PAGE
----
In this unit, we are going to learn about how Australia makes rules and plans to help its people. We will talk about things like how families and the government work together, jobs and money, taking care of older people, and how diverse cultures fit into the country. We will also learn about how services that help people are set up and run in Australia. It is all about understanding how the country takes care of its citizens.
In this unit, we are going to learn about how people grow and change, how they talk to each other, and how everyone is different in their own way. We will talk about important ideas from the last 100 years that help us understand how people develop and feel well. We will also learn about how social workers help people and how being part of a community is important. It is all about understanding people and how they live together in a group.
In this unit, we will learn about how social workers use research to help people and make things better. Social workers are like helpers, and they use research to figure out what people need and how to make things work well. We will also see how they check if innovative ideas are working and how they make their own ideas better. It is like being a detective, but for helping people.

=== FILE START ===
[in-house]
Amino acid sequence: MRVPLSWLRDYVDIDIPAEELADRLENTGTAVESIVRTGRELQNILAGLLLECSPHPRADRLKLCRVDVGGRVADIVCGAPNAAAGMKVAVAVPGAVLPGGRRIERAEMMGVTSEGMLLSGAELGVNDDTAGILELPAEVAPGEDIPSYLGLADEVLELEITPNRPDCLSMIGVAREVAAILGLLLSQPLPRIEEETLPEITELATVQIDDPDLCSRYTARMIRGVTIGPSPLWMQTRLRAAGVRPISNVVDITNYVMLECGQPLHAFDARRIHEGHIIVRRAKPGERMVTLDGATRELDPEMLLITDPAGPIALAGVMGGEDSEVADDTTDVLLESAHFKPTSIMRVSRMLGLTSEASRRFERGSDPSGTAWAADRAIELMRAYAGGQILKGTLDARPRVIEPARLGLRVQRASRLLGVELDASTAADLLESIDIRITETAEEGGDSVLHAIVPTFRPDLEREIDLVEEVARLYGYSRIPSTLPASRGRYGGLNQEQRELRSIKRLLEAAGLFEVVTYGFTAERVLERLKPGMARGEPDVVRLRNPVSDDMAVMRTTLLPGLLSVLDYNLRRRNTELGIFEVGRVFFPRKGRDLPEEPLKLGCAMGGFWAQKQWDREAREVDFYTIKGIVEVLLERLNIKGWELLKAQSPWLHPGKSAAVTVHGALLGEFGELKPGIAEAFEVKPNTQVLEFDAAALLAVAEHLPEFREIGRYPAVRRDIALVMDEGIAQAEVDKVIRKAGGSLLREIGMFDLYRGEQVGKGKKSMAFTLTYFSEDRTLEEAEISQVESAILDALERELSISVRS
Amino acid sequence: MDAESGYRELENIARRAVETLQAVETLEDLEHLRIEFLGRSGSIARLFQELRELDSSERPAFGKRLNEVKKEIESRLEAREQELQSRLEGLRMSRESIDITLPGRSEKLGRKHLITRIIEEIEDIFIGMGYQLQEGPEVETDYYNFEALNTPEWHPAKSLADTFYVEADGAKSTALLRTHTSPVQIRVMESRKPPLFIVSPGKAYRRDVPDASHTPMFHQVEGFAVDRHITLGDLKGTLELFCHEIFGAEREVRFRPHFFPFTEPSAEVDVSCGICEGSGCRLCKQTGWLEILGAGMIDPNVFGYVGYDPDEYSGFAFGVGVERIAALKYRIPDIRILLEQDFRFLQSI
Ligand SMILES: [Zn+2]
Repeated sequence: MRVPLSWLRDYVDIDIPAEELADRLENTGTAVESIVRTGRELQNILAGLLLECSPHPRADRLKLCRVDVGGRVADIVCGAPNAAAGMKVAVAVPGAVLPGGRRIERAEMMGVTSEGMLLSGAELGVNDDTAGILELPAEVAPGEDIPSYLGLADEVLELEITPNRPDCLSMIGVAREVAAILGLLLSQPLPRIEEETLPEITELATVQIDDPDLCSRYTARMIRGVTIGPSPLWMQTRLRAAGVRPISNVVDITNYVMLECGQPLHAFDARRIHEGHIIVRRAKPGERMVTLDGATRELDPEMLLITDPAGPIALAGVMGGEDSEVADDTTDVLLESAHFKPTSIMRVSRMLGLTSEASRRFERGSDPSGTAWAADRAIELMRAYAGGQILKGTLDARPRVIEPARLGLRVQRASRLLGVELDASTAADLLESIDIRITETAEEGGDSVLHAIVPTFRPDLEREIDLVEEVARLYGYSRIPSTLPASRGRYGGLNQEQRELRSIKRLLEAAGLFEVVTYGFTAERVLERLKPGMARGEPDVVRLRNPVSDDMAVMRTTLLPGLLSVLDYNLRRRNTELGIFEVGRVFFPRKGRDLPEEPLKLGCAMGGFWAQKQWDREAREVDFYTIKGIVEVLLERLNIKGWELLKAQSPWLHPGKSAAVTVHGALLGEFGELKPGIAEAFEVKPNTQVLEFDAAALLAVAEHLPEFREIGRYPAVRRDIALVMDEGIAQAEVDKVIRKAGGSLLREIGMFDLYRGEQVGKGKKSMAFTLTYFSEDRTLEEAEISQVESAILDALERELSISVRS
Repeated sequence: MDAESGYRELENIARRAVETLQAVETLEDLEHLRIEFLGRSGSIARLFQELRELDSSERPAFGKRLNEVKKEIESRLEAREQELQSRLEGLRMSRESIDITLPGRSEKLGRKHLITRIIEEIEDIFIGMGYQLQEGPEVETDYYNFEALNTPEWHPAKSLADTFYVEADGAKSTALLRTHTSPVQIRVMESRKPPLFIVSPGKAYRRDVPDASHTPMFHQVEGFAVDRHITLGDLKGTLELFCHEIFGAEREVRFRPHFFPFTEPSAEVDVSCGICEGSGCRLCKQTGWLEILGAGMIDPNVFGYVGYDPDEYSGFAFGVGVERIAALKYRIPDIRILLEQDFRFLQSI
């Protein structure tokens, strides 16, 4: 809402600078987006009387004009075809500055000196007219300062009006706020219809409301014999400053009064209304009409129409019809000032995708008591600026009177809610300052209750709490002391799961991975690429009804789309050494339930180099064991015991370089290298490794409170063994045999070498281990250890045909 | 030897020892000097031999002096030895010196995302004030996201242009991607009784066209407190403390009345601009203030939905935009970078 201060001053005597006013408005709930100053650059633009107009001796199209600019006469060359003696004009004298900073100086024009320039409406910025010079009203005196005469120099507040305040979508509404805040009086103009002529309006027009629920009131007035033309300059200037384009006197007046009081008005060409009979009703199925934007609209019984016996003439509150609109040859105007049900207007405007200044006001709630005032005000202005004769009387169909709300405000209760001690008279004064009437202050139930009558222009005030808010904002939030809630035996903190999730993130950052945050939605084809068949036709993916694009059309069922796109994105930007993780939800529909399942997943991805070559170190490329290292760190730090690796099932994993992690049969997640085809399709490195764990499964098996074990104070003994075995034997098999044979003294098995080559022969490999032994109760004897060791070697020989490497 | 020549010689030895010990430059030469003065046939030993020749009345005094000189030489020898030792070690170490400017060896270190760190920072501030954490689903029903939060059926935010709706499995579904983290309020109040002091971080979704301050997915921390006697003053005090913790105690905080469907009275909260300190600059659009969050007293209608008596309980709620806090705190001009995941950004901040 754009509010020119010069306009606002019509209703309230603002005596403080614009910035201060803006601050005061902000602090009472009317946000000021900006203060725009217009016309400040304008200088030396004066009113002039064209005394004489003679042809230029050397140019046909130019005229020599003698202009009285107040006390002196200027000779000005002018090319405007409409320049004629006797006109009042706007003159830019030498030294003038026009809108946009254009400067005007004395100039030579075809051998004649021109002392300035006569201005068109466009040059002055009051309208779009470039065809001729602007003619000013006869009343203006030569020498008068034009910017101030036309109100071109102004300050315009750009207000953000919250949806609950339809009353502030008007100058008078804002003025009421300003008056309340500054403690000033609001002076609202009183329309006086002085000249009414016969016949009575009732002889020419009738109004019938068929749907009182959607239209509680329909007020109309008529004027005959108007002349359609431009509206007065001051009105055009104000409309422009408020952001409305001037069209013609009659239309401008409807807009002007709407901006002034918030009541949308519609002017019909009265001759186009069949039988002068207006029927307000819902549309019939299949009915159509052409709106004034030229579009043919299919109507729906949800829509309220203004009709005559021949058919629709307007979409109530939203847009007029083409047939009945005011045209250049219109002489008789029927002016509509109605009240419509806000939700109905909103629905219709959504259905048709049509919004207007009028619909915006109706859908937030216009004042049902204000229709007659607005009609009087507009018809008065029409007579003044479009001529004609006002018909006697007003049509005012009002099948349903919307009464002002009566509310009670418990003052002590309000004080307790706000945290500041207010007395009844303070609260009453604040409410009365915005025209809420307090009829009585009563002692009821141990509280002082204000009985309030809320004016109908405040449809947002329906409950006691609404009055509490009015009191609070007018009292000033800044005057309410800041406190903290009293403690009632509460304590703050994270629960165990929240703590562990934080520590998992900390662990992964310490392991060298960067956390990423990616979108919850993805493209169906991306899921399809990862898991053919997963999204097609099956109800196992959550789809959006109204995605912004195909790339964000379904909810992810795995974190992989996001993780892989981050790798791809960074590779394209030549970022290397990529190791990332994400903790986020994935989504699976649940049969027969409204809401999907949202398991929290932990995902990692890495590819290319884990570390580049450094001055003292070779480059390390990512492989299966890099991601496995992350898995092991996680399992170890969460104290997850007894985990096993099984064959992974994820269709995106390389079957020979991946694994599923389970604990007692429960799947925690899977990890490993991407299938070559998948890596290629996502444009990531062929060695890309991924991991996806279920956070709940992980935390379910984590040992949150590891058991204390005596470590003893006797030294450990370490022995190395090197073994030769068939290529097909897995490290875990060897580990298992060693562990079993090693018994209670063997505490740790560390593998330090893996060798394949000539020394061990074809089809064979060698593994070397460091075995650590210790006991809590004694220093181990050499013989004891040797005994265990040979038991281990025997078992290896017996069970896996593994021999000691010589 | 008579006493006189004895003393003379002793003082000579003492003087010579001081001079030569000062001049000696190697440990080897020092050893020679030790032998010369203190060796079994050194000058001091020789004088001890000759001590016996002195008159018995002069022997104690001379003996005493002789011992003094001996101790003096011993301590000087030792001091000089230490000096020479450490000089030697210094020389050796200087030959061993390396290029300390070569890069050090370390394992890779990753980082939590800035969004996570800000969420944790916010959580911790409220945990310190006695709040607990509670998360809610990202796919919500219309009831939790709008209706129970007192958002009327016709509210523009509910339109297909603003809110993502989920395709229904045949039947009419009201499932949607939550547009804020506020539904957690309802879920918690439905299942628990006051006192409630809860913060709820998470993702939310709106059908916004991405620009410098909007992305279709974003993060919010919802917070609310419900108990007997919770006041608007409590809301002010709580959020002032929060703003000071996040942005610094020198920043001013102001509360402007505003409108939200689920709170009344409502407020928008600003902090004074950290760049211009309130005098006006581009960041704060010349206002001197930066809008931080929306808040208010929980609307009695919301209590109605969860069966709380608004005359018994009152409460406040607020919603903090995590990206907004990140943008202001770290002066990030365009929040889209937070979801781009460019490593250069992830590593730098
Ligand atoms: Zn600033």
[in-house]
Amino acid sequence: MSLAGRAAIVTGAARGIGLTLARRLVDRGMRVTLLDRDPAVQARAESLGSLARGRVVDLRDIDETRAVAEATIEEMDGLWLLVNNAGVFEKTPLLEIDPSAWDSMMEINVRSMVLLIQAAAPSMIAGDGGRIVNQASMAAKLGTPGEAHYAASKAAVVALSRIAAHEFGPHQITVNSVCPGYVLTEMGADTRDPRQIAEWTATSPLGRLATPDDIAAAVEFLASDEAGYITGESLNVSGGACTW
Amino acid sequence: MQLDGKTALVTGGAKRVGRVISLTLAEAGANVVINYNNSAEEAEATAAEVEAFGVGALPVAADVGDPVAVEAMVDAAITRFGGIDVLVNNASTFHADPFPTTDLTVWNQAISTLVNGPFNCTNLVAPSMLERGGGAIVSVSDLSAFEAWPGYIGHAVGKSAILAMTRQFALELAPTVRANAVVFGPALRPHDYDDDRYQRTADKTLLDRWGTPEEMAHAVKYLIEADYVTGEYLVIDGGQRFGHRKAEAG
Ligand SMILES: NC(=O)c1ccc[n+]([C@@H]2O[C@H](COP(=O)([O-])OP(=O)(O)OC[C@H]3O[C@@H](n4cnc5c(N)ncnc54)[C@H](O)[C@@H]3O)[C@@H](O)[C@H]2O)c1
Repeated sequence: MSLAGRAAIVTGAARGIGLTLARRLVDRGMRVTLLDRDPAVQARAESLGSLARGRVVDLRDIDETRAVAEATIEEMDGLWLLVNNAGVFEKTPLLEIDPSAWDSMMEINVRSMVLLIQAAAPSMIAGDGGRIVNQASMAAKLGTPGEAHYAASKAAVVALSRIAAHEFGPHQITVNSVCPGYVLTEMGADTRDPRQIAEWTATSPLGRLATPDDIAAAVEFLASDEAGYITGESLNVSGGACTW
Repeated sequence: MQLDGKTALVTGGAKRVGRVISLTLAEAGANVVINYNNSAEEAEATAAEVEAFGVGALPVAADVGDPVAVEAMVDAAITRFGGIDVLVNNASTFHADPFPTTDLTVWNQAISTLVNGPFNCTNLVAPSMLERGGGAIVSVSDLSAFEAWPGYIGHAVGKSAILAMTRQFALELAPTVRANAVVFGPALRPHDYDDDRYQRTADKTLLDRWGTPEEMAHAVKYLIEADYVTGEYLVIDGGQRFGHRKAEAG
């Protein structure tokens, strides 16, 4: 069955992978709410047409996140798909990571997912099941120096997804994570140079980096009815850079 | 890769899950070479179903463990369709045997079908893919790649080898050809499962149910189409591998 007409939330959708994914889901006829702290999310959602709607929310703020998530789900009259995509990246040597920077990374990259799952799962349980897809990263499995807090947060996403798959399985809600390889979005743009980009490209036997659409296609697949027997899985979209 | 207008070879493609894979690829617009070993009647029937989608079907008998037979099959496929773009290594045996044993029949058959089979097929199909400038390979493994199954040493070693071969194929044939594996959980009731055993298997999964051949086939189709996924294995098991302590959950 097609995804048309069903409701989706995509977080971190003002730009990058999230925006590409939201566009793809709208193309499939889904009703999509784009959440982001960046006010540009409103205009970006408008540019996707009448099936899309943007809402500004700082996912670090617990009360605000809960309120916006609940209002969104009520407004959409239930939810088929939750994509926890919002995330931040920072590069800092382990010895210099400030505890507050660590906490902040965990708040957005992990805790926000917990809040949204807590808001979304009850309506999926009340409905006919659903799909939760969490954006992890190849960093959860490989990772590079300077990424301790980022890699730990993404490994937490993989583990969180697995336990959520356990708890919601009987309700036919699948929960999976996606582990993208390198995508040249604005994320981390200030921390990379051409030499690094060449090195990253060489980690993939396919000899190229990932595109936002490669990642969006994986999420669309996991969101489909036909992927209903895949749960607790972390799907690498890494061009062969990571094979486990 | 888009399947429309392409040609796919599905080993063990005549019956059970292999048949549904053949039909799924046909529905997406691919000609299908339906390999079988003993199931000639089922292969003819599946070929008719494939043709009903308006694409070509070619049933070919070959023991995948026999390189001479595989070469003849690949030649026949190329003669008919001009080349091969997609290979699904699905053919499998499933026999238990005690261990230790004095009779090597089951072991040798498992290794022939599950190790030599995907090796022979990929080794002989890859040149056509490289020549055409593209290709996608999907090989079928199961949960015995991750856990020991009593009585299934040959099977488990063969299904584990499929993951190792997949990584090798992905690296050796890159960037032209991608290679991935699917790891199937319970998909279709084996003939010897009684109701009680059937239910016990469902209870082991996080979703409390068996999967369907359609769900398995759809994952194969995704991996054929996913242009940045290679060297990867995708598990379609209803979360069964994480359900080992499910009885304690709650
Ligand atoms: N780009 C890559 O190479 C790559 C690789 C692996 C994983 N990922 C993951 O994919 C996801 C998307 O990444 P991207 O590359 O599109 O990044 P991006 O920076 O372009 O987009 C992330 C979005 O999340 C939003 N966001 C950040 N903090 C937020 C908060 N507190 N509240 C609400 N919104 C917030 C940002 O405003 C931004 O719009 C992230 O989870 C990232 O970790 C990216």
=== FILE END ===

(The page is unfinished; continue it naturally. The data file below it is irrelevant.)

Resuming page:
This course helps you learn how to work with Aboriginal and Torres Strait Islander clients in social work settings. It is like the first step in the Bachelor of Social Work program.
In this unit, you will do both in-class learning and a 60-day full-time practical training. You and your field educator will create a plan that explains what you will learn, how you will learn it, and how you will keep track of your progress.
In this unit, if you are in the Social Work Honors program, you will learn more about how research is important in social work. You will gain the skills to use and do research. The goal is to get you ready to do research with supervision on an existing project.
This unit is part of a series of four Issue-Based Learning units. It lasts for five weeks and is designed to help students become better at using what they have learned on their own. It continues to build on what you learned in Field Education I and gets you ready for Field Education 2A and 2B.
This unit is assessed together with SCWK4006 or SCWK4007. It is the first part of a full-time field education practicum lasting 80 days. In collaboration with the field educator, students create a learning plan that outlines what they aim to learn, how they will learn it, and how they will monitor and assess their progress with their field educator.
This is the last unit in the Bachelor of Social Work program, lasting three weeks. Students use critical reflection to consolidate the knowledge and skills they have gained during the four years of the program.
This unit is the fourth in a series of four Issue-Based Learning units, lasting five weeks. It aims to enhance students' ability to apply knowledge and work independently. It builds upon the knowledge and skills acquired in Field Education 2A and 2B.